The Lesser Spotted Eagle (Aquila pomarina) is a large Eastern European bird of prey. Like all typical eagles, it belongs to the family Accipitridae.
The typical eagles are often united with the buteos, sea eagles and other more heavy-set Accipitridae, but more recently it appears as if they are less distinct from the more slender accipitrine hawks than believed.
This is a medium-sized eagle, about 60 cm in length and with a wingspan of 150 cm.
Its head and wing coverts are pale brown and contrast with the generally dark plumage. The head and bill are small for an eagle.
There is usually a white patch on the upperwings, and even adults retain a clear-marked white V on the rump; the wing markings are absent and the white V is not well-defined in the Greater Spotted Eagle.
The juvenile has less contrast in the wings, but the remiges (= flight feathers – typically only visible in flight) bear prominent white spots. It differs from Greater Spotted Eagle juveniles by a lack of wing covert* spotting and the presence of a cream-colored neck patch. (*Wing coverts are the feathers right above the wing feathers)
Calls / Vocalizations
The call is a dog-like yip.
Systematics, taxonomy and evolution
The birds formerly considered to be the resident Indian subspecies are now considered a separate species, the Indian Spotted Eagle (Aquila hastata), quite distinct and readily separable by morphological, behavioral, ecological and DNA sequence data.
The European taxon is actually closer to the Greater Spotted Eagle; their common ancestor seems to have diverged around the middle Pliocene, perhaps some 3.6 million years ago (mya), from the ancestors of the Indian birds. The “proto-Spotted Eagle” probably lived in the general region of Afghanistan, being split into a northern and a southern lineage when both glaciers and deserts advanced in Central Asia as the last ice age began.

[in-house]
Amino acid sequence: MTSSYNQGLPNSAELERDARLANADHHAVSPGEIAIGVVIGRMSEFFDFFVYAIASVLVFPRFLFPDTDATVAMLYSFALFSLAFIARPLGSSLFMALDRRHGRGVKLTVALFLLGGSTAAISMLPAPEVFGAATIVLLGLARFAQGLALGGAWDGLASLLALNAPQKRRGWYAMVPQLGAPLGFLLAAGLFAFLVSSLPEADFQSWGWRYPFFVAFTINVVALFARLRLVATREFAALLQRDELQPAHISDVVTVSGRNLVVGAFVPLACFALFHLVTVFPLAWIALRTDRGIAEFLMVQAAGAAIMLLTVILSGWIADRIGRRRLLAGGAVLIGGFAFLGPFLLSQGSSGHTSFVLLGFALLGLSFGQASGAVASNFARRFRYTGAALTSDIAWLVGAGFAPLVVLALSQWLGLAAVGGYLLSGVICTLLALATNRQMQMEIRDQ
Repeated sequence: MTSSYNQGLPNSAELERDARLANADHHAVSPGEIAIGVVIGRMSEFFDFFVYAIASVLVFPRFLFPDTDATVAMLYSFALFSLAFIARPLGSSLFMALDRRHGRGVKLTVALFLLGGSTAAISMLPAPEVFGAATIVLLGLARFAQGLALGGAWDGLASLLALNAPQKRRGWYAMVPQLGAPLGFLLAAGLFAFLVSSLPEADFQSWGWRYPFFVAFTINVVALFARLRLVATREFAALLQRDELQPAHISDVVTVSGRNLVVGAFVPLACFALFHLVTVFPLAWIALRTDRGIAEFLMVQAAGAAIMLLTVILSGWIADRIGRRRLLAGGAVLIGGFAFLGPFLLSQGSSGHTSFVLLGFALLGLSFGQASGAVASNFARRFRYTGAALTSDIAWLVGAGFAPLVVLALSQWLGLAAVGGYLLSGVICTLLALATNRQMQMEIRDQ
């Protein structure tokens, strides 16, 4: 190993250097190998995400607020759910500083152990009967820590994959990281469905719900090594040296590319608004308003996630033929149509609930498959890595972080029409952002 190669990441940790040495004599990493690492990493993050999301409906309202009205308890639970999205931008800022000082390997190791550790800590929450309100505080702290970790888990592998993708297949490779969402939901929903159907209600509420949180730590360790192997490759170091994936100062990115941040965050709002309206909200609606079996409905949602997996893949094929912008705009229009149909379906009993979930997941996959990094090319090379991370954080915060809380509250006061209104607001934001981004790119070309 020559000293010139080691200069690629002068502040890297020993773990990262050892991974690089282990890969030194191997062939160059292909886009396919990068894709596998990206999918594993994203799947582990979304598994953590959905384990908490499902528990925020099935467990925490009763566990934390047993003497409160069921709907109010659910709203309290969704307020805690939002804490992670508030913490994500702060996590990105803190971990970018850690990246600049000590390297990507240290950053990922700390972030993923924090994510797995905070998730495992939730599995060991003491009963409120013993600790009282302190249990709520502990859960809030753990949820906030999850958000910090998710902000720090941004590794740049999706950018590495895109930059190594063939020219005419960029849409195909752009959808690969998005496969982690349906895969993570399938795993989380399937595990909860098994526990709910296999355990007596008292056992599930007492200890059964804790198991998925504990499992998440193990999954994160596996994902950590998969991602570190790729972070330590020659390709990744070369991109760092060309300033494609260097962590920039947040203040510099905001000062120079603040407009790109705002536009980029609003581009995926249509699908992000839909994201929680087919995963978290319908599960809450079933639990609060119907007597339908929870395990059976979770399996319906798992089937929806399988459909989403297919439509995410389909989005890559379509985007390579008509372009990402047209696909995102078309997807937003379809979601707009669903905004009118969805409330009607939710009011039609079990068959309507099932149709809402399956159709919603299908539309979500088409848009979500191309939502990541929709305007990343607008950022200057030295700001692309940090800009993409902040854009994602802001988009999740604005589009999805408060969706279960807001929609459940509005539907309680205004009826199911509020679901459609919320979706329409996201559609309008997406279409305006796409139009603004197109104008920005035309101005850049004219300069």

The northern lineage subsequently separated into the eastern (Greater) and western (Lesser) species of today, probably around the Pliocene-Pleistocene boundary not quite 2 mya.
The spotted eagles as a group are quite distinct from the typical members of Aquila, the “true eagles”.
The present species hybridizes occasionally with the Greater Spotted Eagle. Hybrid birds are almost impossible to identify if not seen from up close.
Distribution and ecology
The Lesser Spotted Eagle breeds in Central and Eastern Europe and southeastward to Turkey, and winters in Africa. This is a very wary species of open or lightly wooded country, in which it hunts small mammals and similar terrestrial prey.
This eagle lays 1–3 white buff-spotted eggs in a tree nest. As usual for eagles, only in breeding seasons with very abundant prey does more than one young fledge however: the female starts incubating when the first egg has been laid, and thus the first young to hatch usually outgrows its clutchmate(s) and will kill and even eat them sooner or later.
- The estimate in Väli (2006) is certainly incorrect; it uses a molecular clock that is appropriate for small passerines with half the generation times of eagles.
- Parry et al. (2002), Rasmussen and Anderton (2005), Väli (2006)
- Väli and Lõhmus (2004)